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Communication expert offers tips for teens 'beyond texting'

Debra Fine's new book, 'Beyond Texting' shows teens how to find balance between technology and human interaction.
Debra Fine's new book, 'Beyond Texting' shows teens how to find balance between technology and human interaction.
Photo by Christopher Furlong/Getty Images

I'd bet my grandmother never would have imagined that sometime in my lifetime we'd need a book to help teens learn how to talk to each other. But, that's where we are.

Most teens today have a smart phone and text fairly regularly, if not constantly. So renowned author and speaking expert Debra Fine has come out with a book to help teens discover life away from technology.

Titled "Beyond Texting: The Fine Art of Face-to-Face Communication for Teenagers," Fine's book offers tips for teens and parents about strengthening relationships with plain old talk.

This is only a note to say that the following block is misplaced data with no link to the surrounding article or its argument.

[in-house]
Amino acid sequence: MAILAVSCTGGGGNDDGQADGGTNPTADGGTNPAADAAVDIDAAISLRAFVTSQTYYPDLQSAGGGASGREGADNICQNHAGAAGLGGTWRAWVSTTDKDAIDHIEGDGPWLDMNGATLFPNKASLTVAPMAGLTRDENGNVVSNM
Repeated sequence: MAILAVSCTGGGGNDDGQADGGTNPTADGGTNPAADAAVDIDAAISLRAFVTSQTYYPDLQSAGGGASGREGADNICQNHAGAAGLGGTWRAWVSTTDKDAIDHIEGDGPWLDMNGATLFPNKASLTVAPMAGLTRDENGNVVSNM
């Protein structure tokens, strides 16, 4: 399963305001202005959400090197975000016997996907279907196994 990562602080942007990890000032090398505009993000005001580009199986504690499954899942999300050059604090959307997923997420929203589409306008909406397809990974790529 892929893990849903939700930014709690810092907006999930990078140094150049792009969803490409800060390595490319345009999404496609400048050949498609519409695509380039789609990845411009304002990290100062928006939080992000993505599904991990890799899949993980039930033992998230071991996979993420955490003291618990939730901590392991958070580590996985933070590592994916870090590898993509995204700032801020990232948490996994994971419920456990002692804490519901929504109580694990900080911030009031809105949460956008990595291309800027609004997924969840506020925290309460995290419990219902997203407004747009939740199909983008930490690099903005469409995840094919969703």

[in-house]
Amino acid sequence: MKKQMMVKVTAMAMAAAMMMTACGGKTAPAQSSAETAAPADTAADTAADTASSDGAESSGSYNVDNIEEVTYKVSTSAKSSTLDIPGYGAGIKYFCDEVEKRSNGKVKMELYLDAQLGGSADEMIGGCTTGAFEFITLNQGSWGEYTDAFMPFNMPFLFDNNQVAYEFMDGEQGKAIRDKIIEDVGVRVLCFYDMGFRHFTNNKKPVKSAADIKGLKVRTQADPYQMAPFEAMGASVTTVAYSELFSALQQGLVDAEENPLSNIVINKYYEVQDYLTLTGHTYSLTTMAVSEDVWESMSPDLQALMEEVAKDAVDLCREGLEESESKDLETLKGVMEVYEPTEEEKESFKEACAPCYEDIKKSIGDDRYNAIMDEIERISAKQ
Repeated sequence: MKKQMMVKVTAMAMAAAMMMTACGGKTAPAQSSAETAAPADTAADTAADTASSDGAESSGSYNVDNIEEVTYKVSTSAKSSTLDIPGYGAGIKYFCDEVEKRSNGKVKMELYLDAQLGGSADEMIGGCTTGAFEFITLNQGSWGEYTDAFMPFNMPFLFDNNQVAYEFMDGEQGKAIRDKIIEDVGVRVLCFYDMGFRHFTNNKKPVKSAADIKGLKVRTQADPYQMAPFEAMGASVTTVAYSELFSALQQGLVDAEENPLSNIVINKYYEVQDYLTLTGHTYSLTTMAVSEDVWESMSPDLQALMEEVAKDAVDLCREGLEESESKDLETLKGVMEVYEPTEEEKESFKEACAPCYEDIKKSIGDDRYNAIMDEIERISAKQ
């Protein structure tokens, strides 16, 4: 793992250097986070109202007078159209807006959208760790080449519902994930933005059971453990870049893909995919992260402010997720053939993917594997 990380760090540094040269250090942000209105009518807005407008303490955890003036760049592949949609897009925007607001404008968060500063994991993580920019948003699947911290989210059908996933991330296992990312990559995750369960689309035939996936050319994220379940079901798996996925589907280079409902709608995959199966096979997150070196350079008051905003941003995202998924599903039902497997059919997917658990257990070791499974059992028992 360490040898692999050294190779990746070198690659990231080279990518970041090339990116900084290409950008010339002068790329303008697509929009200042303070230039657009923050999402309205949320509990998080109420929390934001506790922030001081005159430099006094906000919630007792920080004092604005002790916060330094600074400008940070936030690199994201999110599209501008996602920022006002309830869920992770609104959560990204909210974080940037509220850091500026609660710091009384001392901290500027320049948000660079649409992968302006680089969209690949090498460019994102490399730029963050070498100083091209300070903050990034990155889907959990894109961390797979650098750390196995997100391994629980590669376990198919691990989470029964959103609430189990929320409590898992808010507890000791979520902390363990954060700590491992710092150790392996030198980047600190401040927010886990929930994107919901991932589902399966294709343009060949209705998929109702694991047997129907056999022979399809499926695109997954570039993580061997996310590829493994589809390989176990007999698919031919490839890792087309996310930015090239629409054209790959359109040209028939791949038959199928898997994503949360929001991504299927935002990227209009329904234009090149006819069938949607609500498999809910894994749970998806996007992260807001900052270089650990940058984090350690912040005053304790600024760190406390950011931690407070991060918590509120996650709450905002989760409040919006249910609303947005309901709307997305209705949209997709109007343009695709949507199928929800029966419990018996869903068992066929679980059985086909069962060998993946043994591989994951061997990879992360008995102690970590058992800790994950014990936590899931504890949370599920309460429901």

Fine, Colorado-based former engineer who know works with clients far and wide on communication strategies, said this book is the first of its kind to explain how young people can be both "plugged in" without missing out on the human touch.

"One of the most valuable skills teenagers can learn is the art of interacting and communicating with all various types of people in their lives, including classmates, friends, parents, coaches, teachers, and neighbors, and this book helps them do just that," Fine said.

Specifically, the book covers topics such as: using conversation ice-breakers; asking open-ended questions; ignoring bullies; and respectively interacting with authority figures.

This is Fine's third book in her "Fine Art" book series. She's also published "The Fine Art of Small Talk" and "The Fine Art of Big Talk."

"In this new era of communication, 'Beyond Texting' is an incredibly important book for teens, parents of teens or anyone who sometimes finds himself or herself spending a little bit too much time talking to people on the Internet or via text rather than in-person," she said.

I can only imagine what my grandmother would say to the possibility that teens, and perhaps some parents, may need a book like this.